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Rationing by Any Other Name

by Amitai Etzionivia Policy Review
Friday, June 1, 2012

Reasons for resisting the push to limit medical care

Fertility Decline in the Muslim World

by Nicholas Eberstadt, Apoorva Shahvia Policy Review
Friday, June 1, 2012

A demographic sea change goes largely unnoticed

The Many Faces of Islamist Politicking

by Camille Pecastaingvia Policy Review
Friday, June 1, 2012

Learning to govern after the Arab Spring

The Resilience of Arab Monarchy

by Ludger Kühnhardtvia Policy Review
Friday, June 1, 2012

How hereditary rulers should respond to popular pressure

Forty Years of Originalism

by Joel Aliceavia Policy Review
Friday, June 1, 2012

The development and future of a judicial philosophy

Reading into the Constitution

by Peter Berkowitzvia Policy Review
Friday, June 1, 2012

Peter Berkowitz on Living Originalism by Jack M. Balkin

Shabby Soviet Reality

by Marshall Poevia Policy Review
Friday, June 1, 2012

Marshall Poe on Red Plenty by Francis Spufford

Business Ethics, Sharpened

by Kurt R. Leubevia Policy Review
Friday, June 1, 2012

Kurt R. Leube on Business Ethics and the Austrian Tradition in Economics by Hardy Bouillon

Falling from Grace

by Paul Kengorvia Policy Review
Friday, June 1, 2012

Paul Kengor on The Man in the Middle: An Inside Account of Faith and
Politics in the George W. Bush Era
by Timothy S. Goeglein

Being Bismarck

by Henrik Beringvia Policy Review
Friday, June 1, 2012

Henrik Bering on Bismarck: A Life by Jonathan Steinberg

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Policy Review was the preeminent publication for new and serious thinking and writing about the issues of the day. Established in 1977; the bimonthly journal became a publication of the Hoover Institution, Stanford University, in 2001.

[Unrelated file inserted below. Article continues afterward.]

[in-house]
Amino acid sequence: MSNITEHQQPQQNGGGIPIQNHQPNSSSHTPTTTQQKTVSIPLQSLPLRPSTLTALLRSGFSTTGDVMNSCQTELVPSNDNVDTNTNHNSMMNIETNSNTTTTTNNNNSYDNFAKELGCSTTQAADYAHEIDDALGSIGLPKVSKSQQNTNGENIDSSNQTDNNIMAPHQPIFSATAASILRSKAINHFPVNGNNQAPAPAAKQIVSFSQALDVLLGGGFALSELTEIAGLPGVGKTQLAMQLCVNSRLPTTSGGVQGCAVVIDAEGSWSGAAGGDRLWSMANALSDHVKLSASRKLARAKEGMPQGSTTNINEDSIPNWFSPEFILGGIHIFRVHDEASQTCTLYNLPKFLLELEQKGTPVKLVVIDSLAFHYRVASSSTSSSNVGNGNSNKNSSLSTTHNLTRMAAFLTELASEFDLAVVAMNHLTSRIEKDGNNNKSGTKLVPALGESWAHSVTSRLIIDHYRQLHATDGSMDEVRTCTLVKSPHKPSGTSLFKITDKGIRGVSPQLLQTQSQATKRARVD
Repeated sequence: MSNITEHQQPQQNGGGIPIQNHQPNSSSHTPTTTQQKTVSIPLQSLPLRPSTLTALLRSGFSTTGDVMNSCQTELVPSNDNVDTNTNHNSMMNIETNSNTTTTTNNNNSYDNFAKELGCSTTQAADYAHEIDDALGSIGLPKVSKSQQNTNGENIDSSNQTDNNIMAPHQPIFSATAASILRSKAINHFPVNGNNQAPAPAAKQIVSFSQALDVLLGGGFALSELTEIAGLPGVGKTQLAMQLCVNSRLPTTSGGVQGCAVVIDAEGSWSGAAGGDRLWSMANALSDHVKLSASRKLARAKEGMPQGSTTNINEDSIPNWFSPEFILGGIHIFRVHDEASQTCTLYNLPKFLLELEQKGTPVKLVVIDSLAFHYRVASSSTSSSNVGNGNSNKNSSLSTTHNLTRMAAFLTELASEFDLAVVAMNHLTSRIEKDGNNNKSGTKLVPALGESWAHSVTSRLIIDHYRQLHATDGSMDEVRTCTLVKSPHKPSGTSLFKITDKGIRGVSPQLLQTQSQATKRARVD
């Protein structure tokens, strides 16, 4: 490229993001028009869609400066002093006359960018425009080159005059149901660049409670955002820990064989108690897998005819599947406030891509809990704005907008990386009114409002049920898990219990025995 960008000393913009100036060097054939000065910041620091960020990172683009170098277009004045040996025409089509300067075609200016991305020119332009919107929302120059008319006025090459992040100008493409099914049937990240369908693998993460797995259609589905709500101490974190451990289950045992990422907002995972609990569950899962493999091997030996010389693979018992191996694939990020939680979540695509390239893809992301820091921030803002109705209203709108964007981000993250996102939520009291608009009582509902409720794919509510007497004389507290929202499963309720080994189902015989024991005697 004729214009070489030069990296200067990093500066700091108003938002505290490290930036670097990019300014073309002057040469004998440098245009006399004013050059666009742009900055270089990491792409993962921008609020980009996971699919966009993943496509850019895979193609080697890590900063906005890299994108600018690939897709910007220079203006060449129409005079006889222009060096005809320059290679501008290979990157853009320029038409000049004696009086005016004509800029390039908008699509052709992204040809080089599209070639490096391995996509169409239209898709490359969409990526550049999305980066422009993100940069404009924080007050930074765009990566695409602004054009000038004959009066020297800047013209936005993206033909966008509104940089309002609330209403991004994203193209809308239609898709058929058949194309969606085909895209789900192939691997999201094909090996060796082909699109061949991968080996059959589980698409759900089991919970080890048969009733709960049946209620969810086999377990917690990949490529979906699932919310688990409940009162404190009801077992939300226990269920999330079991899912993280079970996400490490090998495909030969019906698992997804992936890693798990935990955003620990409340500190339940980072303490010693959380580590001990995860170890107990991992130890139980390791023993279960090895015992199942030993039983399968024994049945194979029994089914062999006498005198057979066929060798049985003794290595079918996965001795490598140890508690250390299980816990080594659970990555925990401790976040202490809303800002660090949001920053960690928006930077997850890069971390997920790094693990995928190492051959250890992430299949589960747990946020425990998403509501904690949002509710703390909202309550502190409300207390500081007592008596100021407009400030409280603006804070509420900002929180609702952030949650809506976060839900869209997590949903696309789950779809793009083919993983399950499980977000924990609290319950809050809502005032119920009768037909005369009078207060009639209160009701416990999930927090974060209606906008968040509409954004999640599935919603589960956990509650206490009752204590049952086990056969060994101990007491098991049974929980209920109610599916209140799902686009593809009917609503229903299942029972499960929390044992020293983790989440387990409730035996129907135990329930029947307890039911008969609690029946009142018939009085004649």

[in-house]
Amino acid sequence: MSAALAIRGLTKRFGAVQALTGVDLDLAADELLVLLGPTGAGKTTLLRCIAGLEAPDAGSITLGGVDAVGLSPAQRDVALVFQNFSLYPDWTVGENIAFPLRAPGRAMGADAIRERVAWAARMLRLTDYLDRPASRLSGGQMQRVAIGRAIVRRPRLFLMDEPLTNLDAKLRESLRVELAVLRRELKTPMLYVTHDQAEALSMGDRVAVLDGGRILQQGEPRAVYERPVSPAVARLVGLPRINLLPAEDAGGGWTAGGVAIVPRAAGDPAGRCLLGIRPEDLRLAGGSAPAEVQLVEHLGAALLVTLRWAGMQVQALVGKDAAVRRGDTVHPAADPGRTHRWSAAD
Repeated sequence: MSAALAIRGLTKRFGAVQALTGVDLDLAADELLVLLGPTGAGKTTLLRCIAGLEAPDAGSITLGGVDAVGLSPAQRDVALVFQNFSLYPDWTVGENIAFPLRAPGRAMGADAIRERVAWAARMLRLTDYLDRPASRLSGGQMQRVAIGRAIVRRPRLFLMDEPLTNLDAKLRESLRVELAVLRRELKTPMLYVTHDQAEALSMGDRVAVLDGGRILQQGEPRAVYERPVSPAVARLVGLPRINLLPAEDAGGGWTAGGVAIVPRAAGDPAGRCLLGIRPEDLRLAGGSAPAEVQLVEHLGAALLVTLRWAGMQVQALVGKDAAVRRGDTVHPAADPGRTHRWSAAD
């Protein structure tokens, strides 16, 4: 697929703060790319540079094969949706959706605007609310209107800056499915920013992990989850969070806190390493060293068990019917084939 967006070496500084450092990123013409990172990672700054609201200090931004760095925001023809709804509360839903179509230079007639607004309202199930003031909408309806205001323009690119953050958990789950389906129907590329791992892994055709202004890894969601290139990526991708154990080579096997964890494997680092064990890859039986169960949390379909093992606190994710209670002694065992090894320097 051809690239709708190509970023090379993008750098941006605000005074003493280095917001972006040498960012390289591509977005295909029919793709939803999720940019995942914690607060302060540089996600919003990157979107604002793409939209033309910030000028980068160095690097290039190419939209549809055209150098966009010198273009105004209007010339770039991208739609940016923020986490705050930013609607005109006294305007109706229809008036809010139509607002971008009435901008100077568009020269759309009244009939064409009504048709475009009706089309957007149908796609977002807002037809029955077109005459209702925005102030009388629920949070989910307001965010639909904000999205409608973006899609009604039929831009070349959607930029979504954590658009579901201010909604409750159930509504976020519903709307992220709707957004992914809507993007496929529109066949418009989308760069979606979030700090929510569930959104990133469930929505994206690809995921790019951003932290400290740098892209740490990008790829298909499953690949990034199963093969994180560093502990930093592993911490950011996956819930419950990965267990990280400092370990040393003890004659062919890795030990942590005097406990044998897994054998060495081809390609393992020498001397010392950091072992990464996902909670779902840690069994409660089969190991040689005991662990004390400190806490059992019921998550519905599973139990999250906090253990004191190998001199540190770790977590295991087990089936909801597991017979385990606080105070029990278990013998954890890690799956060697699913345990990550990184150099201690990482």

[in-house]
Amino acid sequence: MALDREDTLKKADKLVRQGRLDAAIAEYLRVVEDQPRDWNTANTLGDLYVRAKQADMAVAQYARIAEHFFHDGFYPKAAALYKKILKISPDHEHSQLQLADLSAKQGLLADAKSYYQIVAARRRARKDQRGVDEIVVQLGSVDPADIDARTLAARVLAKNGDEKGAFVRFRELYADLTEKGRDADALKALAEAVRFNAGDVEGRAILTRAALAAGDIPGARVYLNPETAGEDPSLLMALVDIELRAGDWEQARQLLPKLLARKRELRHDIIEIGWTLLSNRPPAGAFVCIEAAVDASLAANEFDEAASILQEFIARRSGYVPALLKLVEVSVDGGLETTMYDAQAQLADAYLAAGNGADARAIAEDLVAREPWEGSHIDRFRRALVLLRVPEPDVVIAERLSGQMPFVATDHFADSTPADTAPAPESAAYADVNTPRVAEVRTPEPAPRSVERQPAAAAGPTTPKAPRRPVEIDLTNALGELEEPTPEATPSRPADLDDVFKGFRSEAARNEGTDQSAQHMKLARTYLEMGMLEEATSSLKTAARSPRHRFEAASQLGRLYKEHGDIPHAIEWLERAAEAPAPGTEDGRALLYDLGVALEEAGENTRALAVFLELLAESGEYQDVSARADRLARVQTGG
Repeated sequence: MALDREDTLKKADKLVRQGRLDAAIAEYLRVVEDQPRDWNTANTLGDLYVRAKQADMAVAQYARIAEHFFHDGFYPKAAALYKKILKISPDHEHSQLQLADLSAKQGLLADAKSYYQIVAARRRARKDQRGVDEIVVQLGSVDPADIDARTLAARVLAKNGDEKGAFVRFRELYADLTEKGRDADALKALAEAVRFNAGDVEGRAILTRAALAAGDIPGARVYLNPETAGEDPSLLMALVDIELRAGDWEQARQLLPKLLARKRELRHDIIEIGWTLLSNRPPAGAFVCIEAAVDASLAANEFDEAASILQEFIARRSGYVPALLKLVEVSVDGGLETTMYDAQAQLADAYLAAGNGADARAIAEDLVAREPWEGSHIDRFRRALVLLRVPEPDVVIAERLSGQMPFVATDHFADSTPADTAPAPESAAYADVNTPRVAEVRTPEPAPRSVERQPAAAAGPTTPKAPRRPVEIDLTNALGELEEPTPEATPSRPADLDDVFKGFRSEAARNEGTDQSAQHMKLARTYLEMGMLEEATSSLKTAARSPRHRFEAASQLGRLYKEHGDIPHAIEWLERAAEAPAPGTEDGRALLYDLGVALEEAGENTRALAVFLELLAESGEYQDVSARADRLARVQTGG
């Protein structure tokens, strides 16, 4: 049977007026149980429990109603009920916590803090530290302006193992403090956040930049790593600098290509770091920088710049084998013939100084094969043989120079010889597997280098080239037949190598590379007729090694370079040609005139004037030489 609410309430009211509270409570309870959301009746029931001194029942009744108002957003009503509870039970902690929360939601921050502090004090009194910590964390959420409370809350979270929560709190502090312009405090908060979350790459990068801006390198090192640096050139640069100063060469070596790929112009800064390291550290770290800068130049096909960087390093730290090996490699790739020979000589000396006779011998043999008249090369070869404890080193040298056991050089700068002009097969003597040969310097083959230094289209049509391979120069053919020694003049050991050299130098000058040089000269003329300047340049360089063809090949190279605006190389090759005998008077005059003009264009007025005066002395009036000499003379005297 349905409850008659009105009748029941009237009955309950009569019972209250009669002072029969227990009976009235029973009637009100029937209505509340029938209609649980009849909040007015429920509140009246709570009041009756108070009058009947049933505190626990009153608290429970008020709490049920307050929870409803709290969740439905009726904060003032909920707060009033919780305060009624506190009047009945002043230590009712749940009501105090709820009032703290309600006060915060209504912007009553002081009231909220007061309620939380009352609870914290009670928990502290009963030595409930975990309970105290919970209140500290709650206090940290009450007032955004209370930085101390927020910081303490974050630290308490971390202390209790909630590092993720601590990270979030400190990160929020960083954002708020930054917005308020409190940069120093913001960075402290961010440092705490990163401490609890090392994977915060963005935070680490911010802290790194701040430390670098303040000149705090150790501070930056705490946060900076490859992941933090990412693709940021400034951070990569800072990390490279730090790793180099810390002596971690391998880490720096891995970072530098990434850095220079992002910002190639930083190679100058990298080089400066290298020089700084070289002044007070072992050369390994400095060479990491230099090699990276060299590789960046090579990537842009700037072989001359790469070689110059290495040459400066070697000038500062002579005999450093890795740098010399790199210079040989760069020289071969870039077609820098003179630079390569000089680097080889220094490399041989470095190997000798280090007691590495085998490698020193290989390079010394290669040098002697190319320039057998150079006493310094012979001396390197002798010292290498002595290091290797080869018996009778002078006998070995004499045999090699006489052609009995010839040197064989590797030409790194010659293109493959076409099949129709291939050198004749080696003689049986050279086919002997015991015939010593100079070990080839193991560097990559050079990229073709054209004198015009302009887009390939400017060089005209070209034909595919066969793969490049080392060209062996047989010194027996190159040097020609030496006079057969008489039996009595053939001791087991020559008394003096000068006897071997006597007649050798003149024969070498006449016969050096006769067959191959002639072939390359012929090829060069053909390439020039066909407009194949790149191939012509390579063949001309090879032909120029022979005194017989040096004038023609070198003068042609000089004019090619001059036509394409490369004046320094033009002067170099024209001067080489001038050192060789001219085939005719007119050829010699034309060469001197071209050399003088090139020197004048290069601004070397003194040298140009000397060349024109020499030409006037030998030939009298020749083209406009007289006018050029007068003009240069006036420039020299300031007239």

Hoover Institution director John Raisian and Policy Review editor Tod Lindberg announced that the February–March 2013 edition of Policy Review would be its last. The journal's online archive will remain available on the Hoover Institution website.

Policy Review and the Hoover Institution were well matched. They shared a commitment to free and rigorous inquiry into the American condition, into the workings of government and of our political and economic systems and those of others, and into the role of the United States in the world. They both brought together scholars with an interest in current affairs and journalists interested in exploring our world in greater depth. They both take up topics not as exercises in theory, but for the purpose of better understanding the world and the betterment of people's lives. They both are committed to civil discourse, the airing of reasoned disagreement, and a vigorous and open debate. They both are diligently independent, not least in affirming and guarding the independence of those associated with them in the community of informed discussion.

As the Hoover Institution is a premier home for serious scholars, so Policy Review was a premier vehicle for serious writers and thinkers.